Don’t Buy Taylor Swift’s Breed Of Cat, Warns Animal Charity

Celebrities have helped fuel the popularity of this unhealthy breed


(updated )

3 Minutes Read

Taylor Swift lying down with her Scottish Fold cat Scottish Fold cats are increasingly "trendy," but charities are warning against people buying them - Media Credit: Taylor Swift/Instagram

An animal charity has warned people not to buy the breed of cat made famous by celebrities including Taylor Swift due to the animals being “in pain for life.”

Scottish Folds are known for their round faces and folded ears. These features are due to a genetic mutation that also causes osteochondrodysplasia, a disease which results in abnormal bone growth, arthritis, and severe pain.

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Cats Protection has issued the warning as Swift’s Eras tour is due to come to the UK this month. The charity found that one percent of companion cats in the UK may be Scottish Folds. That equates to about 100,000 out of 10.6 million cats, with the breed making up 3 percent of cats bought or adopted in 2023.

According to Cats Protection, all Scottish Folds suffer from health problems due to their breed. But because cats are good at hiding pain, it won’t always be obvious to their guardians that they are suffering.

Celebrities driving popularity

Two of Swift’s three cats are Scottish Folds, while singer Ed Sheeran also has one. Both musicians regularly post pictures of their cats on social media. A Scottish Fold also appeared in the recent film Argylle, which cat charities criticized. Cats Protection has previously warned that the rising popularity of the breed has potentially been driven by celebrities posting pictures of them on social media.

Cats Protection’s chief veterinary officer Sarah Elliott told the Guardian that the charity doesn’t blame Swift or Sheeran themselves for owning the cats. The problem is that “the breeders are not really giving [owners] the information that they need. This is something owners find out later, and often it’s quite devastating to find out that your cat has this condition that can’t be cured, and that they’re going to be in pain for life.”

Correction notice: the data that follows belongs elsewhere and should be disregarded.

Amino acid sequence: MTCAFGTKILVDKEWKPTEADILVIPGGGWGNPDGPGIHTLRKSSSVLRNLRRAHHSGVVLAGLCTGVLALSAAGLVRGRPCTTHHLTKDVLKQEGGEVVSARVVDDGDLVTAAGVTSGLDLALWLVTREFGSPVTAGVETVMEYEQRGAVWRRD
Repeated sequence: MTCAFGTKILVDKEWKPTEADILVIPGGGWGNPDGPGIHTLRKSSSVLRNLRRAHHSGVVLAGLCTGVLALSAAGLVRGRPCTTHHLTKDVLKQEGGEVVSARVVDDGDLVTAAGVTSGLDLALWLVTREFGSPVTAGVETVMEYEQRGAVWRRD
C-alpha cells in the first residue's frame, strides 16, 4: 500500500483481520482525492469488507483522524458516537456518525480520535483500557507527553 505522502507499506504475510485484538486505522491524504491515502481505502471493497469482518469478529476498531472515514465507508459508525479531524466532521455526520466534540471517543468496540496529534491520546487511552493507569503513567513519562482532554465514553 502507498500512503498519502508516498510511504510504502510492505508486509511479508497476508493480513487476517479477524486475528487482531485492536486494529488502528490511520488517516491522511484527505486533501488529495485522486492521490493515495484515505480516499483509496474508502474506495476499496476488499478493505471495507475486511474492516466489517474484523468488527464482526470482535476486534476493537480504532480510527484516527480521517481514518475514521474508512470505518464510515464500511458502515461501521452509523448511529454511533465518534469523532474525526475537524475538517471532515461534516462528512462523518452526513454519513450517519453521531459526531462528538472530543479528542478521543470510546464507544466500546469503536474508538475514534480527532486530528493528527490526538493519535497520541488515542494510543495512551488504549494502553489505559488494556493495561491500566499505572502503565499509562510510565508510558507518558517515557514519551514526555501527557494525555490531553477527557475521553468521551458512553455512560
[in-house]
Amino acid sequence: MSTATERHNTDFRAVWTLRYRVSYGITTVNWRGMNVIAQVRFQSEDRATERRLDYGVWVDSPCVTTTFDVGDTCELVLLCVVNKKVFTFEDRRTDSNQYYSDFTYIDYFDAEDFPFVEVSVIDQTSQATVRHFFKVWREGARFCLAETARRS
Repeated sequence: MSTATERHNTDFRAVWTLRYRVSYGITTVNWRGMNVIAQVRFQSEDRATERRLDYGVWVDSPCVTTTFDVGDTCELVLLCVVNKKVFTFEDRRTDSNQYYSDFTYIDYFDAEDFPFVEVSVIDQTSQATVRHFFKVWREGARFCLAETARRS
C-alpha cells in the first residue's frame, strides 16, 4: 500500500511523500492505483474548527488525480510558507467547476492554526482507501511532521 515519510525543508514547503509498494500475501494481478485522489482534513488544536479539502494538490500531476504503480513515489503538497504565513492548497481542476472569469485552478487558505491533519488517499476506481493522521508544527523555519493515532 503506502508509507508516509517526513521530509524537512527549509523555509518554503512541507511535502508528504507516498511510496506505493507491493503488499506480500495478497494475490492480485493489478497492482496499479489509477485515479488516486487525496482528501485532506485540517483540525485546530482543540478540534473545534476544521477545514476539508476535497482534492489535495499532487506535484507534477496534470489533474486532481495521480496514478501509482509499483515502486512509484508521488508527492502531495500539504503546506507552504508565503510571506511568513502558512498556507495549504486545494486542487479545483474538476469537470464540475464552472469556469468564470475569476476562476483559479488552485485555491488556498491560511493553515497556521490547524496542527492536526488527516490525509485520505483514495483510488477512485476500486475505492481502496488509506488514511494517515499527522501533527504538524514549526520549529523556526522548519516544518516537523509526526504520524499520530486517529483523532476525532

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Scottish Folds, who descend from one cat born with the genetic mutation in Scotland in 1961, are not officially recognized as a pedigree breed due to welfare concerns. Breeding them in the UK is not illegal, though it likely breaches breeder licensing conditions in Scotland. Cats Protection is campaigning to educate people about Scottish Folds and get breeding them banned.

Additional health problems

A grey Scottish fold cat with orange eyes
Serhii Kucher / Alamy Stock Photo Scottish Fold cats face inevitable life-long health problems

As well as constant pain and bone issues, Scottish Folds are more likely to develop ear disease and polycystic kidney disease. Some Scottish Folds are brachycephalic, meaning they have shorter noses — a problem which plagues certain overbred dogs like pugs and French bulldogs. Brachycephaly causes breathing difficulties. Cats with the condition are more likely to have dental problems and eye issues like ulcers.

People think that Scottish Folds are good companions because they are docile. But they actually are less active than other cat breeds because they are in too much pain to do things such as play and jump.

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